Another important benefit is that the BCAAs have a very positive effect on body composition. Aside from their potent anabolic effect on muscle, for reasons that are not yet clear to scientists, a high intake of BCAA seems to enhance fat loss during weight training exercise.15,16
BCAA 4500 – A Must-Use Supplement
Scientific evidence suggests that BCAA supplementation can provide a number of important benefits under a variety of circumstances and conditions. These advantages range from delaying central nervous system fatigue to reducing muscle damage and sparing valuable muscle fuel while also accelerating recovery and boosting immunity after intense exercise. No matter what your sport, BCAA 4500 are a very important addition to your supplementation arsenal.
BCAA Supplement Strategy
Supplementing with BCAAs doesn't begin and end with BCAA 4500. BCAAs have been important amino acid components in numerous AST Sports Science supplements. AR-5 contains multi-gram amounts of BCAAs in every serving. VP2 Why Isolate is loaded with several grams of BCAAs in each serving as well as being ultra-high in leucine. Muscle-XGF is also loaded with BCAAs and extra leucine. Even Myo-D contains 1000 milligrams of leucine per serving.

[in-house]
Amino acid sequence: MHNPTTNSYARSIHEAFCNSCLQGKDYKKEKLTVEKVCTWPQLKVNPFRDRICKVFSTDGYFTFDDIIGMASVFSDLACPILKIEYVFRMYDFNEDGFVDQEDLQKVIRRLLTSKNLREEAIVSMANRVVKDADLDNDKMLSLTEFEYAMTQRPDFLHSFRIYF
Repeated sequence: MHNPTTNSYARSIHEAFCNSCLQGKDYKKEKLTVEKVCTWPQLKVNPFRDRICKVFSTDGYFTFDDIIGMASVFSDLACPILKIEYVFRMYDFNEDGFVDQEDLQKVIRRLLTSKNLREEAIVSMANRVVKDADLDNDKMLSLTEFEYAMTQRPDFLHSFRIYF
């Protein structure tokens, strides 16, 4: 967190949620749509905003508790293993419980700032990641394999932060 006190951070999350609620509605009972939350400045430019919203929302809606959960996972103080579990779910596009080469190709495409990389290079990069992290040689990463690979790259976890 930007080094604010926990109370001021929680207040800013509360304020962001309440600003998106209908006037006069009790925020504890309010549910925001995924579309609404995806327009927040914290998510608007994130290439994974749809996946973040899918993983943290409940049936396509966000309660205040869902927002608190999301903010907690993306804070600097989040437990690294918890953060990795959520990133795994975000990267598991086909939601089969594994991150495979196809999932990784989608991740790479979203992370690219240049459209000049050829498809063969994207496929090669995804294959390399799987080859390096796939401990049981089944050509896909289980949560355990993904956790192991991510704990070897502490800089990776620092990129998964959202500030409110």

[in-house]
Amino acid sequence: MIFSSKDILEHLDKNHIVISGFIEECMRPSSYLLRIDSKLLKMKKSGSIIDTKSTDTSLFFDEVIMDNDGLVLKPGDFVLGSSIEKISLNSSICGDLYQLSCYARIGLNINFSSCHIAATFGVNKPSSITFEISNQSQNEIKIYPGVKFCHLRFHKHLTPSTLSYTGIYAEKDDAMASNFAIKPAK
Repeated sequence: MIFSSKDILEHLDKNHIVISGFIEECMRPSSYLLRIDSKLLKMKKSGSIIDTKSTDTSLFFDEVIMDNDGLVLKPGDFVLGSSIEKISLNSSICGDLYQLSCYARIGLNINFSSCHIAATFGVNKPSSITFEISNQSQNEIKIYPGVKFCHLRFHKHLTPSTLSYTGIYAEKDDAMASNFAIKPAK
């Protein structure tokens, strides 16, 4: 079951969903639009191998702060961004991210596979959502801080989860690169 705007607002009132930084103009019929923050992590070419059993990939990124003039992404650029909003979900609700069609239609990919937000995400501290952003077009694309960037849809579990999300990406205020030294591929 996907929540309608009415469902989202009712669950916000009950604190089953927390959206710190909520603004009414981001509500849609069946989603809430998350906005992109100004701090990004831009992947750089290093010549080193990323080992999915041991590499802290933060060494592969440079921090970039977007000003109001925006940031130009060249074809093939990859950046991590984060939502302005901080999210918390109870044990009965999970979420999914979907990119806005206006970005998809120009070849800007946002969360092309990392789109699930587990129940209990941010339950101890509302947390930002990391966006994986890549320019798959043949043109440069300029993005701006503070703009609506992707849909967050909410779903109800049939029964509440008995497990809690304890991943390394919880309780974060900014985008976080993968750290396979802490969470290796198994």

Here's a supplement schedule that will supply over 50 grams of muscle-building BCAAs each day! And remember, BCAAs do not require digestion. They go directly into muscle for a direct anabolic effect. 50 grams of BCAAs from this simple and easy to follow supplement protocol will ignite a muscle-building response that's guaranteed to pack on new muscle fast.
|Immediately Upon Waking:||1 serving of VP2 Whey Isolate,
6 BCAA 4500, 2 Myo-D
|Pre-Workout:||1-2 servings of AR-5|
|During Workout:||1 serving AR-5|
|After Workout:||1 serving VP2 Whey Isolate,
6 BCAA 4500
|Before Bed:||1 serving VP2 Whey Isolate (or 1 Serving Muscle-XGF),
6 BCAA 4500, 2 Myo-D
1. Am J Physiol Endocrinol Metab 249:E137–E144, 1985.
2. Exercise & Sport Science Rev.26:287-314. 1998.
3. J Nutr 130 (4S Suppl): 988S-90S, 2000.
4. J Nutr. 2006 Jan;136(1 Suppl):264S-8S.
5. Can J Appl Physiol 27:646–663, 2002.
6. FASEB J.10;829-837. 1996.
7. J Cell Physiol 204: 392-401, 2005.
8. Front Biosci. 1;12:344-57, 2007.
9. Sports Med. 21; 80-97, 1996.
10. European Journal of Applied Physiology, 97; 664-672, 2007.
11. Med Sci Sports Exerc 27: S149, 1995.
12. Acta Physiol Scand 159:41–49, 1997.
13. Med Sci Sports Exerc 30:83–91, 1998.
14. Eur J Appl Physiol Occup Physiol 63:83–88, 1991.
15. Amino Acids 25:85–94, 2003.
16. Int J Sports Med. 18;47-55, 1997.